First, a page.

Friday, February 19, 2010

Nutrition during the pregnancy

Firstly, if you’ve been following a healthy diet before you fell pregnant, chances are you won’t have to make any major changes to what you eat. However there are some particular nutritional requirements you should be aware of, as a well-balanced diet contributes to:

normal birth weight for baby

improved fetal brain development

decreased chance of pregnancy complications such as morning sickness, fatigue, mood swings, anaemia and pre-eclampsia

a speedy recovery after delivery

Eating for two

Yes, you are eating for two, but that does NOT mean increasing your kilojoule intake — particularly in the first trimester. Rather, it means you will need to increase your intake of certain nutrients — mainly folate, iron and calcium — to maintain optimal foetal development and your own health. In the second and third trimesters you may need to increase your kilojoule intake by around 10% (or around 6000 kJ per day); but generally a healthy pregnant woman should aim to keep her weight gain around 10-15kg during the course of the pregnancy.

Pregnancy is NOT a time to aim for weight loss or restricting your diet, unless under doctor’s advice for overweight mothers, and then only under strict medical supervision. Crash diets during pregnancy are a serious risk for both mother and developing baby.

What to eat

The basis of a well-balanced diet is a balance of grains, fruits and vegetables, protein, dairy and fats. Ensure your diet contains the recommended amounts of the following food groups.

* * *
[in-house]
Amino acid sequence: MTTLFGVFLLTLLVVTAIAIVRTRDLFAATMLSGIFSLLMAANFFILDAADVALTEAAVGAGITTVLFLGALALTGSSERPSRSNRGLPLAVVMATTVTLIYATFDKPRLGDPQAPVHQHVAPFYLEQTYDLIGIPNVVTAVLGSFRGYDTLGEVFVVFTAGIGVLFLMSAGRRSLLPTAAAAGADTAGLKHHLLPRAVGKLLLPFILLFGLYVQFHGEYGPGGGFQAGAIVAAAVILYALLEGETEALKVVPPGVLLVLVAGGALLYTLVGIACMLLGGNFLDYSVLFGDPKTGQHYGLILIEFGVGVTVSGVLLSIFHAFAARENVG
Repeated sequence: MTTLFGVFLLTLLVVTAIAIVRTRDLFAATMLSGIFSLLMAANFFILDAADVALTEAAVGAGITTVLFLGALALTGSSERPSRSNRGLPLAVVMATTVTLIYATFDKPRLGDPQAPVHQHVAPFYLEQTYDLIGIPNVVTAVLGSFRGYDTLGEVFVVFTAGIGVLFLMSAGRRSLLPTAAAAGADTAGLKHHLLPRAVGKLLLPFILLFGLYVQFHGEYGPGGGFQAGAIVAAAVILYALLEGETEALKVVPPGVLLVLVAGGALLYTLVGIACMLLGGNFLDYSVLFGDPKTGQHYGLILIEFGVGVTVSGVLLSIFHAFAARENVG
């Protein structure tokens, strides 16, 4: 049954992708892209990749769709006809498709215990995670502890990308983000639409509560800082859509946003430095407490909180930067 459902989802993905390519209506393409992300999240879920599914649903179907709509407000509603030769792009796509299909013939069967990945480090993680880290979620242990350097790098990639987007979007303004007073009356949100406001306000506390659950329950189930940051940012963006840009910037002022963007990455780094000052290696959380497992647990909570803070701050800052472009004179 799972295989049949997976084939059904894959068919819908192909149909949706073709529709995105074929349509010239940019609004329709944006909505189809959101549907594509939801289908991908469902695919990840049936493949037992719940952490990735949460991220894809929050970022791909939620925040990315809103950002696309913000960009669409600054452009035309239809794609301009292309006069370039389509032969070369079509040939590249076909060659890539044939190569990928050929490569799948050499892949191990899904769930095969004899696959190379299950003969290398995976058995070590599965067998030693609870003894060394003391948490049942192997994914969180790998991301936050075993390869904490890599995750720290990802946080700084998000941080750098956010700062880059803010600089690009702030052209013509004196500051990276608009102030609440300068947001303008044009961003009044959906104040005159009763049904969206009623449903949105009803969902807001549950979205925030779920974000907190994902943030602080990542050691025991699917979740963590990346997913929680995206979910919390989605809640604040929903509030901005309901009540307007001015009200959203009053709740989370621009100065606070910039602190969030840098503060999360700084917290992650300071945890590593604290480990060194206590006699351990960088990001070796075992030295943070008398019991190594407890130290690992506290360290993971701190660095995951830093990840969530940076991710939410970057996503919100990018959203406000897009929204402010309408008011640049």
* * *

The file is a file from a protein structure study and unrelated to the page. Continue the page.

Grain products are the main source of complex carbohydrates, and should make up the majority of your diet. Complex carbohydrates provide you with energy and will keep your weight gain in check, prevent constipation and nausea, and give your baby essential nutrients including fibre, folate, Vitamin B and protein.

Eat at least six servings per day, preferably wholegrains such as whole-wheat bread, cereals, brown rice or pasta. One serving is two slices of bread, or a cup of cooked rice or pasta. Avoid refined grain products such as white bread and white rice, biscuits and cakes etc as these don’t have the same nutritional value as their wholegrain counterparts.

Fruit and vegetables will provide you with essential vitamins and minerals as well as fibre to aid digestion and prevent constipation. Vitamin A derived from green leafy veges and yellow fruits is important for the development of your baby’s bones, skin, hair and eyes; however when taken in supplement format, Vitamin A has been linked to birth deformities so it's doubly important to source it from whole foods. Vitamin C is important for bone growth and tissue repair, however your body cannot store large amounts of it so it’s important to ensure a regular intake – around 3 serves per day. Good sources include citrus, tomatoes, broccoli, melons and berries. Fruit and veges also provide you with folate, Vitamin B, iron and calcium.

Eat at least five serves of vegetables and two serves of fruit each day. One serving is a cup of salad leaves or 1/2 cup chopped non-leafy vegetables or fruit (cooked or raw), one whole raw fruit, a small glass of juice or dried fruit (such as 4 dried apricots, or 1.5 tablespoons sultanas).